Two short there and back walks, the first easy, about 3 kilometres, takes you through the pleasant wooded valley of the upper Gor River. Your destination, a lonesome pine tree with its own fascinating history. The second starts at the same place, it is only 2 kilometres in length but takes you up a steep hill from which you have panoramic views.
Refer to the map below. Leave the village of Gor on an unnamed road, travelling south into the Sierra de Baza. After about 6 kilometres you pass through the hamlet of Los Corrales. Just over 1 kilometre further, before you reach the hamlet of Las Juntas, you will see a cortijo on the right-hand side of the road and a rough track that leads off the road to the right to an impromptu parking area.
Walk towards the Gor river, heading south, and cross the river on a rough plank bridge. The path follows the river on the other side. In less than 1 kilometre, on your right, a few metres up the valley side, you will see a ruined cortijo. It is worth diverting off the path here to take a look. The cortijo had its own threshing circle, a common feature of fincas and cortijos in this area. This particular cortijo also had a 19th century threshing machine, now sad and rusty.
Continue along the path. Ahead you should see a 30 metre tall, in winter bare, very vertical tree rearing above the rest of the vegetation. In summer it has a tuft of dark green needles at the top.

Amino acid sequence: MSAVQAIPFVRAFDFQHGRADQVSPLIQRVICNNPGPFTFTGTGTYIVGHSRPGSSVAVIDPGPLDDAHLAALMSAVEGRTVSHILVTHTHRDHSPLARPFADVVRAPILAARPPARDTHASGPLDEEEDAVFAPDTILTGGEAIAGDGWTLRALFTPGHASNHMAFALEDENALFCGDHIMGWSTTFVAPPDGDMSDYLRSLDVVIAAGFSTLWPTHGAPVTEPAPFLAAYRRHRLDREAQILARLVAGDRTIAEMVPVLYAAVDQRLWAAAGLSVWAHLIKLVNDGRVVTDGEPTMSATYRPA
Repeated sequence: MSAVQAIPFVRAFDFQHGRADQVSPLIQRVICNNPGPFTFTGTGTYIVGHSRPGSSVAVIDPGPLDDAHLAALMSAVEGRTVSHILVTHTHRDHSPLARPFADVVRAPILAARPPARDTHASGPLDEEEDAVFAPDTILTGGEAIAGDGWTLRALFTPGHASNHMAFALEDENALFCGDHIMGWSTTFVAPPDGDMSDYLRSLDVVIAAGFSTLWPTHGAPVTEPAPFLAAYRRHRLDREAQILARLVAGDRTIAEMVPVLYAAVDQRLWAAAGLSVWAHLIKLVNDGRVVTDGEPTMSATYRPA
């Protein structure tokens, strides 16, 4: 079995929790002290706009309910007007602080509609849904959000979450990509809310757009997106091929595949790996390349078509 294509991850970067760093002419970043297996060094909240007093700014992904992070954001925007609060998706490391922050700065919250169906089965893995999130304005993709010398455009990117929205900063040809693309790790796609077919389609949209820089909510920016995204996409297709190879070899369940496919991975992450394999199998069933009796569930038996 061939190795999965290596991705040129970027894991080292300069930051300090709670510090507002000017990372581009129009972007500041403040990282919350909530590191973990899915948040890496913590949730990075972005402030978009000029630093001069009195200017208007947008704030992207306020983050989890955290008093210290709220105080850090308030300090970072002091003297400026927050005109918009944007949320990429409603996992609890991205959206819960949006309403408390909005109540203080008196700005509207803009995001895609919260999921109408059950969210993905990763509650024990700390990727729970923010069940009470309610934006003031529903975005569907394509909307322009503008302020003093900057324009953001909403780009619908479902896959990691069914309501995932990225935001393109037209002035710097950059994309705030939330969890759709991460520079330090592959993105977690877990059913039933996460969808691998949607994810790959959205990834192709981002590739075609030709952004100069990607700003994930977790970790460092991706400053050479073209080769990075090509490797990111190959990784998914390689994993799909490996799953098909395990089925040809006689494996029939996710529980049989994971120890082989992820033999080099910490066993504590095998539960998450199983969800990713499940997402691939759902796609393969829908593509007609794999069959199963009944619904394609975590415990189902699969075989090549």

This is the last specimen remaining of Pinus nigra subsp. Salzmannii, the black pine. The name nigra comes from the contrast between the dark green needles and the silvery white of the bark. It is also known as the larico or salgareño pine.
It is usually found between 800 and 1500 metres above sea level, mixed with the wild pine (Pinus Sylvestris) and the Carrasco pine (Pinus halepensis). The black pine has adapted to resist drought and cold. It is considered the best of the Spanish pines for its hard wearing qualities and ease of working. It is used in the construction industry and for building boats.
Saying goodbye to the pine, return to your car.
The second walk starts on the opposite side of the road. There is no clearly defined path but, if you look up you will see a ridge leading to a rock outcrop at the top of the hill. The outcrop is distinguished by a large hole through the rock and a cave. Scramble up the hill for spectacular views and what was probably once a Neolithic cave shelter.
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Nick has lived and worked in Andalucia for over 20 years. He and his partner, Julie Evans, have travelled extensively and dug deep into the history and culture, producing authoritative articles on all aspects of the region. Nick has written four books about Andalucia and writes articles for other websites and blogs.
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